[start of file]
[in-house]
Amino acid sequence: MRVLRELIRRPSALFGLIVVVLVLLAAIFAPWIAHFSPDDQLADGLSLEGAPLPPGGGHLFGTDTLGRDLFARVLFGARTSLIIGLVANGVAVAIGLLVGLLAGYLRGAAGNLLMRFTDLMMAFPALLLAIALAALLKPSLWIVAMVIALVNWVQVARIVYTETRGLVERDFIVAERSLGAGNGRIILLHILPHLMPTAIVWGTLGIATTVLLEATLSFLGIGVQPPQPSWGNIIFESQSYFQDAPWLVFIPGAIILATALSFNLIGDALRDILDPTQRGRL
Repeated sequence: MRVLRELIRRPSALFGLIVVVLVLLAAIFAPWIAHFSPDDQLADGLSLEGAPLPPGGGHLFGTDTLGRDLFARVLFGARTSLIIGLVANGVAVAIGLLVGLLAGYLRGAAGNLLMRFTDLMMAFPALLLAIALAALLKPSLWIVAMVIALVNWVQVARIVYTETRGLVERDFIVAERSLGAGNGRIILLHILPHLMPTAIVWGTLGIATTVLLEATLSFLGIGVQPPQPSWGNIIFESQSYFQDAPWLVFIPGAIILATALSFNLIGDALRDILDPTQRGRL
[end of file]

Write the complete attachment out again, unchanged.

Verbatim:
[in-house]
Amino acid sequence: MRVLRELIRRPSALFGLIVVVLVLLAAIFAPWIAHFSPDDQLADGLSLEGAPLPPGGGHLFGTDTLGRDLFARVLFGARTSLIIGLVANGVAVAIGLLVGLLAGYLRGAAGNLLMRFTDLMMAFPALLLAIALAALLKPSLWIVAMVIALVNWVQVARIVYTETRGLVERDFIVAERSLGAGNGRIILLHILPHLMPTAIVWGTLGIATTVLLEATLSFLGIGVQPPQPSWGNIIFESQSYFQDAPWLVFIPGAIILATALSFNLIGDALRDILDPTQRGRL
Repeated sequence: MRVLRELIRRPSALFGLIVVVLVLLAAIFAPWIAHFSPDDQLADGLSLEGAPLPPGGGHLFGTDTLGRDLFARVLFGARTSLIIGLVANGVAVAIGLLVGLLAGYLRGAAGNLLMRFTDLMMAFPALLLAIALAALLKPSLWIVAMVIALVNWVQVARIVYTETRGLVERDFIVAERSLGAGNGRIILLHILPHLMPTAIVWGTLGIATTVLLEATLSFLGIGVQPPQPSWGNIIFESQSYFQDAPWLVFIPGAIILATALSFNLIGDALRDILDPTQRGRL